Today’s financial pages have understandably latched on to S&P Dow Jones Indices’ Angana Jacob’s suggestions that large asset managers could well use zero-fee passive funds as a “loss leader” to retain their scale.
It’s an alluring argument, one indeed which has been circulating among industry thinkers for some time.
In a world where ‘disruptive’ business models and first-mover advantage are so keenly sought, cutting out fees entirely could conversely be a very profitable move for any firm that can subsequently retain clients through other means.
However, reading further into Jacob’s report creates more questions as it does answers.
In her talk of the “hollowing out” of active management, one suggestion is that active funds can retain fees by moving toward unconstrained investing or adding derivatives, leverage and shorts to their mandate.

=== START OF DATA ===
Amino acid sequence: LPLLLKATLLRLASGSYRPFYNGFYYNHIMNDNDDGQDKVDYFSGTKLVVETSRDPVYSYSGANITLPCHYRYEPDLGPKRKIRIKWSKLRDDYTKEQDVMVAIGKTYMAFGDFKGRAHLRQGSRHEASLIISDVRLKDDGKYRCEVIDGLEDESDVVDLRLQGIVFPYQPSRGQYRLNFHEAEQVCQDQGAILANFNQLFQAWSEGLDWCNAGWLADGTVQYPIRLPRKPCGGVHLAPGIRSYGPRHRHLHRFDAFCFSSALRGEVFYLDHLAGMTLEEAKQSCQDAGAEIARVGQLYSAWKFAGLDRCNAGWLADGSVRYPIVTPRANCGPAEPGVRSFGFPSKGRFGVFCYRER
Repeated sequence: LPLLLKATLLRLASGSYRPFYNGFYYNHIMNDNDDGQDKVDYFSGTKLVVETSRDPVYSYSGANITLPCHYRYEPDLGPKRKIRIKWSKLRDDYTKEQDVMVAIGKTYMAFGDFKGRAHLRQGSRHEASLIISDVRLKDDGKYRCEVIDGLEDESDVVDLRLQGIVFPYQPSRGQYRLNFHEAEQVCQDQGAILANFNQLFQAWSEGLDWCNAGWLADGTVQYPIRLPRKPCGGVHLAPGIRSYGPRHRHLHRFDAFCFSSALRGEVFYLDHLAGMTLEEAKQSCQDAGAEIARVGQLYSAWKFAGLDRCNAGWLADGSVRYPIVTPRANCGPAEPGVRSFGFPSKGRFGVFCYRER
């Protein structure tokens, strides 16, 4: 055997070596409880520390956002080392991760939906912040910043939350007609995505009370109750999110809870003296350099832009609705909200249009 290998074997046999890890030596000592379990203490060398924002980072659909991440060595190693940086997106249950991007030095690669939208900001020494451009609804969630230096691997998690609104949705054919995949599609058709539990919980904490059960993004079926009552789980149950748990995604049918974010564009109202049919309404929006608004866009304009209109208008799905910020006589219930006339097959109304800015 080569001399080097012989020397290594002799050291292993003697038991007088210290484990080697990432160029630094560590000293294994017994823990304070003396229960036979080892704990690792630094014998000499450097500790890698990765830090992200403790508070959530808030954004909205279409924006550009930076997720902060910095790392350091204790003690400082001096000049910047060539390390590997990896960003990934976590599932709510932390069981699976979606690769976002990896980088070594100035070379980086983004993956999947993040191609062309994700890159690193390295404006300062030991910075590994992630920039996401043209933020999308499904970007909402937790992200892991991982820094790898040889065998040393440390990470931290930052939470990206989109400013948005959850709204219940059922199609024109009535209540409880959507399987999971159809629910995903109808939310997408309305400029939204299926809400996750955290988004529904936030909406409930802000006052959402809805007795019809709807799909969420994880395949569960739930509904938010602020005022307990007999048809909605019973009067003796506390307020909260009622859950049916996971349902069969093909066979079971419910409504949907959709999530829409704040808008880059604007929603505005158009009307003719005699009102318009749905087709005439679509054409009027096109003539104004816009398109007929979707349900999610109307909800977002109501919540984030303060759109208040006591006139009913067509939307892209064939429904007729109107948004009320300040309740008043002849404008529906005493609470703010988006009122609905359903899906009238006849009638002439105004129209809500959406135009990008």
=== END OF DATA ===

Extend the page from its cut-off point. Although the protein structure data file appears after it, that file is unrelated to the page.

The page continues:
"In a world where ‘disruptive’ business models and first-mover advantage are so keenly sought, cutting out fees entirely could conversely be a very profitable move"
“Divergence and clear positioning away from traditional broad beta mandates is already underway, but traditional active managers and alternatives will converge to some extent in unconstrained mandates or as suppliers of multi-asset solutions,” she says.
The rise of more multi-faceted and sophisticated investments is nothing new; the growth of absolute return is testament to this.
But can all fund groups honestly say they are innovating for the genuine benefit of their clients or, with higher fees, are they simply launching more baffling ‘me too’ products to boost their profits?